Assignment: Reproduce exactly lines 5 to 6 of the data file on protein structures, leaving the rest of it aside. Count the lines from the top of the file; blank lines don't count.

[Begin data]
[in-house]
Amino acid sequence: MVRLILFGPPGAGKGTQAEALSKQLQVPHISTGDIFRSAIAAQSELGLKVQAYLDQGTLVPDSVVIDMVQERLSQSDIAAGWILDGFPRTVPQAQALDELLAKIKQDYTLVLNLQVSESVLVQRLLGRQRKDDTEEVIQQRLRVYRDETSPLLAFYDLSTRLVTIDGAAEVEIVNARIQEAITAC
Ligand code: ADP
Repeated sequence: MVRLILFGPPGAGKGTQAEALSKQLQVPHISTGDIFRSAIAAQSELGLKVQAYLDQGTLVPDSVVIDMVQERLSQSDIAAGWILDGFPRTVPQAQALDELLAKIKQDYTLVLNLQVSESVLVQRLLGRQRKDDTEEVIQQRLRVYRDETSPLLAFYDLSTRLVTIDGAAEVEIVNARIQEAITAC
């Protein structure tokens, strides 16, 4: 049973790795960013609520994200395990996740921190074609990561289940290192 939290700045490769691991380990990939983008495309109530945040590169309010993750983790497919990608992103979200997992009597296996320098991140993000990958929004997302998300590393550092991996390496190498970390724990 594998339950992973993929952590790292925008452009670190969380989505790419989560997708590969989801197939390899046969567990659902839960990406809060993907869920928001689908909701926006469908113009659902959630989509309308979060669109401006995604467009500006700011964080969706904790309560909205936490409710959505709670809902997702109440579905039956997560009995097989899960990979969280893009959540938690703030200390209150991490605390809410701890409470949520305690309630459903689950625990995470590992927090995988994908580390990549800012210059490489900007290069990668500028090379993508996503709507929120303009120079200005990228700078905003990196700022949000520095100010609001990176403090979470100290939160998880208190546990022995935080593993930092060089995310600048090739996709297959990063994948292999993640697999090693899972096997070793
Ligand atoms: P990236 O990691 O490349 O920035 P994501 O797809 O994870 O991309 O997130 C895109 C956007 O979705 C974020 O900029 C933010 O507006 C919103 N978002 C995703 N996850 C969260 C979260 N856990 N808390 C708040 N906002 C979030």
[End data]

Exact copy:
């Protein structure tokens, strides 16, 4: 049973790795960013609520994200395990996740921190074609990561289940290192 939290700045490769691991380990990939983008495309109530945040590169309010993750983790497919990608992103979200997992009597296996320098991140993000990958929004997302998300590393550092991996390496190498970390724990 594998339950992973993929952590790292925008452009670190969380989505790419989560997708590969989801197939390899046969567990659902839960990406809060993907869920928001689908909701926006469908113009659902959630989509309308979060669109401006995604467009500006700011964080969706904790309560909205936490409710959505709670809902997702109440579905039956997560009995097989899960990979969280893009959540938690703030200390209150991490605390809410701890409470949520305690309630459903689950625990995470590992927090995988994908580390990549800012210059490489900007290069990668500028090379993508996503709507929120303009120079200005990228700078905003990196700022949000520095100010609001990176403090979470100290939160998880208190546990022995935080593993930092060089995310600048090739996709297959990063994948292999993640697999090693899972096997070793
Ligand atoms: P990236 O990691 O490349 O920035 P994501 O797809 O994870 O991309 O997130 C895109 C956007 O979705 C974020 O900029 C933010 O507006 C919103 N978002 C995703 N996850 C969260 C979260 N856990 N808390 C708040 N906002 C979030």